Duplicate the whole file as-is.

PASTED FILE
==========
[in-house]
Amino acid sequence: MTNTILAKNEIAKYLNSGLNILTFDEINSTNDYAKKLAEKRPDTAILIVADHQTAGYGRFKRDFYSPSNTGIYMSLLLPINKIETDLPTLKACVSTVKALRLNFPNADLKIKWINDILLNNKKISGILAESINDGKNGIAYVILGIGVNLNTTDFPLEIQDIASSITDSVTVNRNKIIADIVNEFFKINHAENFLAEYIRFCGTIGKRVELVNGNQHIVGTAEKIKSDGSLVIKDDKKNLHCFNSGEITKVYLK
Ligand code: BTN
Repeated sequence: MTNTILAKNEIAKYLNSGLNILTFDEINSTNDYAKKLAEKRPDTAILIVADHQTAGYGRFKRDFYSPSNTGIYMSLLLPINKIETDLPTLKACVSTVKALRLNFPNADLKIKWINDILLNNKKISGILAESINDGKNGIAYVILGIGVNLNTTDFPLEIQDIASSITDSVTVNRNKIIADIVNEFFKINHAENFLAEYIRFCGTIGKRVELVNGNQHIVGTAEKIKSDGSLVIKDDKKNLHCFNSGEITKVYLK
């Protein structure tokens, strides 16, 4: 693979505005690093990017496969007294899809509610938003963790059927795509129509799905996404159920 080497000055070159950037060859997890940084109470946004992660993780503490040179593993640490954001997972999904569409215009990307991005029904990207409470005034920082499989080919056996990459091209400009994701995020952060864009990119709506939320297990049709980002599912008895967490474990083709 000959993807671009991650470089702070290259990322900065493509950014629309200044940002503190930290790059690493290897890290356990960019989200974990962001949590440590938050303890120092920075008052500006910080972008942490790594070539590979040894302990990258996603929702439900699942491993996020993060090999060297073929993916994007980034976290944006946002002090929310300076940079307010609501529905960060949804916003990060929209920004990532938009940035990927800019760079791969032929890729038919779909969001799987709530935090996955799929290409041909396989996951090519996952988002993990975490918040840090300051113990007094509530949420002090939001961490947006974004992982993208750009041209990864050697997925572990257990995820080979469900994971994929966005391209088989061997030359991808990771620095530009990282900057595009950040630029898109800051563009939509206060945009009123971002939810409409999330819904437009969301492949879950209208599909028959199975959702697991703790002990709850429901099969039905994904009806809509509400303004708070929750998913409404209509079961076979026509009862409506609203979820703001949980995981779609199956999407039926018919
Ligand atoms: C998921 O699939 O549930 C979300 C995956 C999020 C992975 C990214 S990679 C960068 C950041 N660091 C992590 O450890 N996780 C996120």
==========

[in-house]
Amino acid sequence: MTNTILAKNEIAKYLNSGLNILTFDEINSTNDYAKKLAEKRPDTAILIVADHQTAGYGRFKRDFYSPSNTGIYMSLLLPINKIETDLPTLKACVSTVKALRLNFPNADLKIKWINDILLNNKKISGILAESINDGKNGIAYVILGIGVNLNTTDFPLEIQDIASSITDSVTVNRNKIIADIVNEFFKINHAENFLAEYIRFCGTIGKRVELVNGNQHIVGTAEKIKSDGSLVIKDDKKNLHCFNSGEITKVYLK
Ligand code: BTN
Repeated sequence: MTNTILAKNEIAKYLNSGLNILTFDEINSTNDYAKKLAEKRPDTAILIVADHQTAGYGRFKRDFYSPSNTGIYMSLLLPINKIETDLPTLKACVSTVKALRLNFPNADLKIKWINDILLNNKKISGILAESINDGKNGIAYVILGIGVNLNTTDFPLEIQDIASSITDSVTVNRNKIIADIVNEFFKINHAENFLAEYIRFCGTIGKRVELVNGNQHIVGTAEKIKSDGSLVIKDDKKNLHCFNSGEITKVYLK
């Protein structure tokens, strides 16, 4: 693979505005690093990017496969007294899809509610938003963790059927795509129509799905996404159920 080497000055070159950037060859997890940084109470946004992660993780503490040179593993640490954001997972999904569409215009990307991005029904990207409470005034920082499989080919056996990459091209400009994701995020952060864009990119709506939320297990049709980002599912008895967490474990083709 000959993807671009991650470089702070290259990322900065493509950014629309200044940002503190930290790059690493290897890290356990960019989200974990962001949590440590938050303890120092920075008052500006910080972008942490790594070539590979040894302990990258996603929702439900699942491993996020993060090999060297073929993916994007980034976290944006946002002090929310300076940079307010609501529905960060949804916003990060929209920004990532938009940035990927800019760079791969032929890729038919779909969001799987709530935090996955799929290409041909396989996951090519996952988002993990975490918040840090300051113990007094509530949420002090939001961490947006974004992982993208750009041209990864050697997925572990257990995820080979469900994971994929966005391209088989061997030359991808990771620095530009990282900057595009950040630029898109800051563009939509206060945009009123971002939810409409999330819904437009969301492949879950209208599909028959199975959702697991703790002990709850429901099969039905994904009806809509509400303004708070929750998913409404209509079961076979026509009862409506609203979820703001949980995981779609199956999407039926018919
Ligand atoms: C998921 O699939 O549930 C979300 C995956 C999020 C992975 C990214 S990679 C960068 C950041 N660091 C992590 O450890 N996780 C996120």